Alan Moore on Dracula

Excerpt from an interview included in Vampirella/Dracula: The Centennialpublished in 1997 by Harris. Comics The book contained „The new European„, a short comics by Moore, drawn by Gary Frank. Interview by David Bogart, titled „Dracula, graveyard poets, & an interview with Alan Moore“. / PS LT: Včera jsem ho četl knižně, pokusil jsem se ho najít na netu, aspoň část, povedlo se/

Bogart: […] What do you think is the appeal of Dracula or vampires to our culture?
Alan Moore: 
The appeal of a vampire to our culture is a long and complex one. We can trace the development of not just the vampire, but the whole field of supernatural horror from the „graveyard poets“ of the 18th century. They had been celebrating graveyards that had more or less vanished, where the dead only had a temporary residency. In these graveyards, a body would first be buried and then when the flesh was partially decomposed, it was dug up and the bones would be separated.
Around about the 18th century, we seemed to undergo, as a culture, a number of psychological changes in which the evidence of death that filled daily life was „brushed under the carpet“; as a culture, we no longer wanted to have the smell of death around us, we no longer wanted to see corpses or bones; we began to sanitize everything. We no longer felt as comfortable with death as we had been. This is due perhaps to the burgeoning Age of Reason. The assault on traditional notions of God and an afterlife caused people to become less certain of heaven and thus, death was no longer just a mere stepping stone.
However, death IS one of the major parts of human life, and we could not really entirely suppress it. After the graveyard poets came the gothic writers who turned all the trappings of death into a kind of „sugary fantasy“ that people could delight in, in the warmth and safety of their own sitting rooms. In a way, it was an attempt to tame death-to remove the real evidence of death in our lives and to substitute a parade of demons and devils and monsters…with which we could enjoy the vicarious pleasure of it. Of that gallery of grotesques, the vampire is obviously one of the most exciting and endearing. The vampire is not only full of the morbid fascination that the dead hold, but it is also incredibly sexual. The idea of transferring bodily fluids, be it blood or any other kind, is a sexual idea. The vampire has been portrayed largely as a sexual figure representing the elements of sex and death, and thus one can understand the appeal of the vampire.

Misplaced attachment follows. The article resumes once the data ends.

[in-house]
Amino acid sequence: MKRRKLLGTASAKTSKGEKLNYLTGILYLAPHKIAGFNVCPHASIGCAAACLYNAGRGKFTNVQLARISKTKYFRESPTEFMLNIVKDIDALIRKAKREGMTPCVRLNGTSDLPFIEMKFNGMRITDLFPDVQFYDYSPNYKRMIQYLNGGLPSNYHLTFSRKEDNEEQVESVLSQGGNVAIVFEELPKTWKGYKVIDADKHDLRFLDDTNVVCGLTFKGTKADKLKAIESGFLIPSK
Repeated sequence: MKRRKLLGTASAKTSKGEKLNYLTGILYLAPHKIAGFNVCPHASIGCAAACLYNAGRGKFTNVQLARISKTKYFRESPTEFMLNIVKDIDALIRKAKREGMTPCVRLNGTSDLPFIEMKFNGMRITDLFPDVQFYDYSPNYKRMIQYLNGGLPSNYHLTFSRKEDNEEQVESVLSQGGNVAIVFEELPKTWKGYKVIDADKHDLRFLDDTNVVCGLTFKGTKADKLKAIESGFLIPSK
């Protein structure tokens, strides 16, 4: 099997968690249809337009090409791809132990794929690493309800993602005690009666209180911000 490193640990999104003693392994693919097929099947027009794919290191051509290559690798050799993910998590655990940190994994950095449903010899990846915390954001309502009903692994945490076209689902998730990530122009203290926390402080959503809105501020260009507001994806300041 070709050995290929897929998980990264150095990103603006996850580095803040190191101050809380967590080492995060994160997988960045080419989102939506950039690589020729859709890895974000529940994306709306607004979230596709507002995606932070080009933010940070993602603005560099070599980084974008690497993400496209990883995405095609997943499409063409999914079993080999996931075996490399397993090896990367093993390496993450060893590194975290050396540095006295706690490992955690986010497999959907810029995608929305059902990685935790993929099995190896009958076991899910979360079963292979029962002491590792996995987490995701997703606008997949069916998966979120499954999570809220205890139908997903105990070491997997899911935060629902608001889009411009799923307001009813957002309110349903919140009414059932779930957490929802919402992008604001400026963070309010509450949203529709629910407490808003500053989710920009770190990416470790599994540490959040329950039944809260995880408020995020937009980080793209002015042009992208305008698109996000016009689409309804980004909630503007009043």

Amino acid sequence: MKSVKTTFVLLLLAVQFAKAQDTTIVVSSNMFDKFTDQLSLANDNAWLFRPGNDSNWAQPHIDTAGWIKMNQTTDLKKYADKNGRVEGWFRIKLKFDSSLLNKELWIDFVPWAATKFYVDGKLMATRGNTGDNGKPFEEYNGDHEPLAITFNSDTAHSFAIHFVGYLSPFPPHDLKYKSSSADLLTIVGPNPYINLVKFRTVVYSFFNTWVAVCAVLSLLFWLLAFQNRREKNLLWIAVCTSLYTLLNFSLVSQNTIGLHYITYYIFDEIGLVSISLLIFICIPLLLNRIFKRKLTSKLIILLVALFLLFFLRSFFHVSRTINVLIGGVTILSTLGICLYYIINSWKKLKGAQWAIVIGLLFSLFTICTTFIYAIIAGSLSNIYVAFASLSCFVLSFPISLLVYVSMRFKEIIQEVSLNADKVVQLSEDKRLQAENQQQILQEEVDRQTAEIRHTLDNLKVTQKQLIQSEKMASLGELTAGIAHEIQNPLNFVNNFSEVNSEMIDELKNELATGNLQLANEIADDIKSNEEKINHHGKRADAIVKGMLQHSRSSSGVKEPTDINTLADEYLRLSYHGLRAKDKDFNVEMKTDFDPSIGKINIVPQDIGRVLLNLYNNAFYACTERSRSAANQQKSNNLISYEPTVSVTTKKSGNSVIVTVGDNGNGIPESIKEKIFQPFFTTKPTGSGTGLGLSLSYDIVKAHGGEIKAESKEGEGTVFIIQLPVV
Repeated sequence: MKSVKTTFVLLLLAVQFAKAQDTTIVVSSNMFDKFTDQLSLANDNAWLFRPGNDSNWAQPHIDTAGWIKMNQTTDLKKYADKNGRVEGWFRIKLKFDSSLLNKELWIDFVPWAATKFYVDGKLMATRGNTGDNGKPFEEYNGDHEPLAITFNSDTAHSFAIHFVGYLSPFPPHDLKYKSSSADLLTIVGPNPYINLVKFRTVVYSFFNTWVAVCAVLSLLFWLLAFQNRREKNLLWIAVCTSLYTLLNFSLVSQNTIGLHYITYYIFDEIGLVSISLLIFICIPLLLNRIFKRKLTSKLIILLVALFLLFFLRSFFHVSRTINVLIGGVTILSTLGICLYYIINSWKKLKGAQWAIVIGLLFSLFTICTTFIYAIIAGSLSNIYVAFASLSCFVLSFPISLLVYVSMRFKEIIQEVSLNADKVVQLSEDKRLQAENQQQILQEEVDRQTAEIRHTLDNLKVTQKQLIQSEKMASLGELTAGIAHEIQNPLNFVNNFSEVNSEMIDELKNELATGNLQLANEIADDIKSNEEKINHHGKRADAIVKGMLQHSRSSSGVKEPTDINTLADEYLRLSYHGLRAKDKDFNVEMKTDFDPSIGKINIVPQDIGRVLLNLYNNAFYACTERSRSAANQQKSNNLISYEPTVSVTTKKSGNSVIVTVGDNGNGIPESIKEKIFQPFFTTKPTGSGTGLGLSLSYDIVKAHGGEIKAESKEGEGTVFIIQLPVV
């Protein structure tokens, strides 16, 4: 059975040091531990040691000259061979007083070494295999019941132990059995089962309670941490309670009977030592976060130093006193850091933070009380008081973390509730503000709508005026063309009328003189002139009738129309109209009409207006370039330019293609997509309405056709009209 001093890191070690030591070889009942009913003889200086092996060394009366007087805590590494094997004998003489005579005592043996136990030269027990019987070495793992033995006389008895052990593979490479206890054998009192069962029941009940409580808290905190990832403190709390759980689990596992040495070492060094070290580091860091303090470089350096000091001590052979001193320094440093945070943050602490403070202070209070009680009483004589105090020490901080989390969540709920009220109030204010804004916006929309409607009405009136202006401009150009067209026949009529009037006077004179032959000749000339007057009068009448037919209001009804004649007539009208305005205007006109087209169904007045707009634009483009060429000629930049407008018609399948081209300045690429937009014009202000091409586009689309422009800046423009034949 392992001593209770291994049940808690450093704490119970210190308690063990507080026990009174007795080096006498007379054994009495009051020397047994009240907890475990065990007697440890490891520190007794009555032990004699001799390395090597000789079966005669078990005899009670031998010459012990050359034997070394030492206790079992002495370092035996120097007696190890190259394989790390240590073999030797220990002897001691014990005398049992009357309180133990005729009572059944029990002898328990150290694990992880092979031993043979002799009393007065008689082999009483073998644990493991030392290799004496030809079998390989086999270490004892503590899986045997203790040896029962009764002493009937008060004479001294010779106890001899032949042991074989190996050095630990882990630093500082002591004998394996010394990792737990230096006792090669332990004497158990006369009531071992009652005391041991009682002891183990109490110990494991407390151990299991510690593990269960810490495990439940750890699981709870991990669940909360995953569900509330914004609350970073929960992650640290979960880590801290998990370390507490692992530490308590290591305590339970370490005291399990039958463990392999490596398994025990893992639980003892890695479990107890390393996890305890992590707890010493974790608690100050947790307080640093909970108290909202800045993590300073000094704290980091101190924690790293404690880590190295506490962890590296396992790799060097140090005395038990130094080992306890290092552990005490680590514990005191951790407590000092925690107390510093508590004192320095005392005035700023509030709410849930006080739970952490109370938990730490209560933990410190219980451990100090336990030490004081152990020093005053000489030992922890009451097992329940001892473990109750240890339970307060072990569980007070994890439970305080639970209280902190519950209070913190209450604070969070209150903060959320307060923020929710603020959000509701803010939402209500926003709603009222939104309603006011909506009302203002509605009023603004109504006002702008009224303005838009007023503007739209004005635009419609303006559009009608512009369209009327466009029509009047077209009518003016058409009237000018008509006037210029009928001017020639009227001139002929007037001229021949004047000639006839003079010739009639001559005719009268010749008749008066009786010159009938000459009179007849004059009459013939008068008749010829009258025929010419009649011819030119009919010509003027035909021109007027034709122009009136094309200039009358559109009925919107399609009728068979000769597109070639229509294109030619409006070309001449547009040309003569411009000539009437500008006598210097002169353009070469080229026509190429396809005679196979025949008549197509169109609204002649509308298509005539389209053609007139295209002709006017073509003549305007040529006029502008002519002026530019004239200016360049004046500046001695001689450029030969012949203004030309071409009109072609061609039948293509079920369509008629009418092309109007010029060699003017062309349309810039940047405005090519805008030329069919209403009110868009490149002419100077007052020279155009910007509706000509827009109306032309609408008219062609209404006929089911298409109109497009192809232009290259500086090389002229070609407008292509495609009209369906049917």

How does your Dracula differ from most interpretations?
In my particular story, Dracula’s motivations become cryptic. We’re not entirely sure what he is. His motivation in the traditional story is simply to seek fresh blood, but now there are other possible agendas in play. He is a very knowing and aware Dracula-of himself and his fiction. What makes this fresh interpretation so frightening is that we don’t know what is going on-he is no longer tamed by the laws and logic we know and understand. My version is aware of those other past portrayals; he is aware of the entire media history of Dracula. My version exists in a world where the Dracula books and movies also exist. In a way, it makes it a stranger concept, because it brings the whole thing into the murky borderlines of fact and fiction. In a way, it gives the basic concept enough of a twist to make it fresh again. The main problem of vampires is that it has become such a repetitive motif, full of clichés such as the red eyes, the fangs, the rubber bat on a string…what I have tried to do is make Dracula very unfamiliar. He’s stripped of the gothic castle, and has been based in a disturbingly modern context. The effect I hope, is to refresh the vampire-jaded palette of the reader.